[2081] Quantitative Assessment of Mutant Allele Burden in Solid Tumors by Semiconductor Based Multi-Gene Next Generation Sequencing

Bryce P Portier, Rajyalakshmi Luthra, Rajesh Singh, Mark Routbort, Brian Handal, Neeli Reddy, Bedia A Barkoh, Zhuang Zuo, L Jeffrey Medeiros, Ken Aldape, Keyur P Patel. MD Anderson, Houston, TX

Background: The ability of next generation sequencing (NGS) to provide a quantitative assessment of mutant allele burden in multiple genes provides a significant advantage over conventional qualitative genotyping platforms such as Sanger sequencing or quantitative platforms with limited multiplexing capabilities. Quantitative assessments of mutatant allele burden are likely to yield significant insights into tumor biology with regards to tumor heterogeneity and clonal evolution. In this study, we assessed the quantitative ability of semiconductor based NGS to that of an alternate quantitative platform and determined correlation with morphologic assessment of tumor percentage.
Design: DNA was isolated from 45 microdissected, formalin fixed paraffin embedded solid tumors with a somatic mutation detected by a quantitative primer-extension MALDI-TOF assay (PE-MALDI). Tumor percentages ranged from 20-95% as verified by pathologist consensus. The PE-MALDI assay interrogated hotspot mutations in 11-genes. NGS was performed utilizing the 46-gene Ion AmpliSeq™ Cancer Panel (Life Technologies, CA, USA). Mutant allele burden was calculated as a ratio of mutant allele to combined mutant and wild type alleles. Mutant allele burden in BRAF, KRAS, MET and NRAS were used for the correlation study. Statistical analysis was performed using GraphPad Prism 6.0.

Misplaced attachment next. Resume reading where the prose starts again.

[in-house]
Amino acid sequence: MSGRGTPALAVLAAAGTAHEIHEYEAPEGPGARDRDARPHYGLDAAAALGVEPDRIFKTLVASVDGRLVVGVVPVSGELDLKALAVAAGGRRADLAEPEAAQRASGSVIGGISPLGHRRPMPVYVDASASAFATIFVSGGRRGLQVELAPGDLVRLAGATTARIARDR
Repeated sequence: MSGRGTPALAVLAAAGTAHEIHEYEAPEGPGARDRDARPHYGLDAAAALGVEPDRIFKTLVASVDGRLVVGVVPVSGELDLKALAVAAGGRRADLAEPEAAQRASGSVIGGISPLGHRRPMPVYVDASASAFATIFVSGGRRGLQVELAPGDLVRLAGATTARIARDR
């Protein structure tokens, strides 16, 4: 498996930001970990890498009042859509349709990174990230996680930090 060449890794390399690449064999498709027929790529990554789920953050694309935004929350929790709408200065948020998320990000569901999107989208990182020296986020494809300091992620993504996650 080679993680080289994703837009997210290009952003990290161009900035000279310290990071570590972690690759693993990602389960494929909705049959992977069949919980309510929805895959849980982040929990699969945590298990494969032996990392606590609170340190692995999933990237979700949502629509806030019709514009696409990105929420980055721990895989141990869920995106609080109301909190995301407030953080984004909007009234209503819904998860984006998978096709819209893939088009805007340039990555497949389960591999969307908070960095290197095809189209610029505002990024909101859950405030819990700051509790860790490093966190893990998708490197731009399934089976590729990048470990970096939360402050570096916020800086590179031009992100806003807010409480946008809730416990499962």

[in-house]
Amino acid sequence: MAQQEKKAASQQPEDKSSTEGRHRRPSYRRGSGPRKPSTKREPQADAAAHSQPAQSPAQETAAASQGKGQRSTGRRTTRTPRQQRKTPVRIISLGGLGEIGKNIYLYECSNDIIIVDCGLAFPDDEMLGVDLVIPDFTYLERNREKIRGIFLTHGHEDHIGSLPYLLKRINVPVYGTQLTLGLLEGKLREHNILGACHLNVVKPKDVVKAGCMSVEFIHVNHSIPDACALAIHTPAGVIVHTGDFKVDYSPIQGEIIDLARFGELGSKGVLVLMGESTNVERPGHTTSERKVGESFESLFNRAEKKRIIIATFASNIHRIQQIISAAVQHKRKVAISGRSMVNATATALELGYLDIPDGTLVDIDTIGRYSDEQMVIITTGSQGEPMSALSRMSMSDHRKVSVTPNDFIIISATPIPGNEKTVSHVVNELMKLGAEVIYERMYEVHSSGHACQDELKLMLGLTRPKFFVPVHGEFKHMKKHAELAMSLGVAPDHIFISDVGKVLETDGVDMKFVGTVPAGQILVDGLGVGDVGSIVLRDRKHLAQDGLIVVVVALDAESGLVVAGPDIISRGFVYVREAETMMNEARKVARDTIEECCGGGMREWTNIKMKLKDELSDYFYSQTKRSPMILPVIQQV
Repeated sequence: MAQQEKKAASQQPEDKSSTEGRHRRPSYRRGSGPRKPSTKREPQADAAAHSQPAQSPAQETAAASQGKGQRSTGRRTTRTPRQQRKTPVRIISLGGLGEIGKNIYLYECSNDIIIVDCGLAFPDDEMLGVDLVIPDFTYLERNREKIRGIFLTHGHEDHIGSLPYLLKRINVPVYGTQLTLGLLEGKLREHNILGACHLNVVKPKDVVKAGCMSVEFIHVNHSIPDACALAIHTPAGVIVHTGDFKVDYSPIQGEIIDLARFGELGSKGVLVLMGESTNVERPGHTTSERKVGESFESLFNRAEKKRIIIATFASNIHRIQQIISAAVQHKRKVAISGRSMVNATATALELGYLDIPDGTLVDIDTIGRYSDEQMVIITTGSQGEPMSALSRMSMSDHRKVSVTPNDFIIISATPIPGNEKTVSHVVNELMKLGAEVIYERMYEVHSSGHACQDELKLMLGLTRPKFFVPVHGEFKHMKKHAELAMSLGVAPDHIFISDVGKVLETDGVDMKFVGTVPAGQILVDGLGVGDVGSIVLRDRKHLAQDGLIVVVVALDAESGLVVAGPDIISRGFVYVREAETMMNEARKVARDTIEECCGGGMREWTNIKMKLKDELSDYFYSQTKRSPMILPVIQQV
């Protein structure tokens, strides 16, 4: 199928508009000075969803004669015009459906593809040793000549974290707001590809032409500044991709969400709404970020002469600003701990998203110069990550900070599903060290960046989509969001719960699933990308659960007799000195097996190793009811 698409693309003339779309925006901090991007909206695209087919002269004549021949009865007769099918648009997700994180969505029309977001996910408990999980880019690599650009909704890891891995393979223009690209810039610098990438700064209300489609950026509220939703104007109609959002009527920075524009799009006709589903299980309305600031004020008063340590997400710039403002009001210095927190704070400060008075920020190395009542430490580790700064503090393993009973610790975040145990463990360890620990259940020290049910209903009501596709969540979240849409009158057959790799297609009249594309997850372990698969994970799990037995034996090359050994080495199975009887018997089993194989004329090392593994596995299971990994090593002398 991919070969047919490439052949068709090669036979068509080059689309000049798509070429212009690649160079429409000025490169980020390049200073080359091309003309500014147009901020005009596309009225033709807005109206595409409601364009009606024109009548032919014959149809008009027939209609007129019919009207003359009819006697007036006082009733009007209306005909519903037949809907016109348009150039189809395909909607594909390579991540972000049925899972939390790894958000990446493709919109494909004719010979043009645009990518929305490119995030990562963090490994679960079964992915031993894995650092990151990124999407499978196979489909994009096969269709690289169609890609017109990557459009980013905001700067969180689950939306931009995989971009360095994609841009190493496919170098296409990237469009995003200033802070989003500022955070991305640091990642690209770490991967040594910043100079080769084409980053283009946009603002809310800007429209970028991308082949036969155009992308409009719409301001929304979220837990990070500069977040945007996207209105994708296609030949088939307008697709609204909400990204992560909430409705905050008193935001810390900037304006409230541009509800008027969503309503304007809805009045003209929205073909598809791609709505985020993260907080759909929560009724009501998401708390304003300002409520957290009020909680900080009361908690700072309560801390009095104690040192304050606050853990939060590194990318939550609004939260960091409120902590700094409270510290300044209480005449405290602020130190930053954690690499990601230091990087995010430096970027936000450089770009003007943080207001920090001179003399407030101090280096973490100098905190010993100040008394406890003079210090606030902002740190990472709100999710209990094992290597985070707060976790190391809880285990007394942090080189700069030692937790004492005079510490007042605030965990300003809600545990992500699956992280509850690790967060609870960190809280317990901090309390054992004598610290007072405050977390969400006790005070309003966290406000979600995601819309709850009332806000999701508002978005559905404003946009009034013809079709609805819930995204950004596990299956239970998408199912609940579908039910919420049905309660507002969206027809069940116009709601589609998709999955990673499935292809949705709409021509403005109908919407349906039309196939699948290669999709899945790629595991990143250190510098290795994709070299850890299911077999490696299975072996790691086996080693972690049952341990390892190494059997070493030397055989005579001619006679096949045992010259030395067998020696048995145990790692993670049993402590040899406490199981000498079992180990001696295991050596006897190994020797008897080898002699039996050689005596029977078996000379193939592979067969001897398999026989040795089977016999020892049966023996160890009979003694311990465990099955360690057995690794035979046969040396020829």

Results: NGS-based estimation of mutant allele burden ranged from 13.6% to 79.1% for all 45 solid tumor samples (Individual genes: BRAF (13.6-79.1%), KRAS (14.1-66.5%), NRAS (15.1-78.1%), and MET (46.1-57.7%)). NGS detected all mutant alleles identified by PE-MALDI (100% concordance). The correlation between NGS and PE-MALDI for all interrogated mutations was r2= 0.85 (P< 0.0001). The correlation between NGS and PE-MALDI for individual genes was BRAF r2= 0.90, KRAS r2= 0.94, and NRAS r2= 0.92 (P< 0.0001). Correlation for MET (n=6) did not reach statistical significance r2= 0.60 (P= 0.071). Pathologist based morphologic assessment of tumor percentage did not correlate to the percent mutant alleles detected by either NGS (P=0.20) or PE-MALDI (P=0.61).
Conclusions: NGS-based multi-gene sequencing using nanogram amounts of DNA allows quantitative assessment of mutant allele burden, comparable to lower throughput quantitative mutation analysis platforms. The ability to use high-throughput NGS to quantitatively measure somatic mutations in solid tumors will rapidly advance our basic knowledge of tumor biology and ultimately will advance our ability to offer personalized cancer care.
Category: Techniques

Tuesday, March 5, 2013 1:00 PM

Proffered Papers: Section E, Tuesday Afternoon

 

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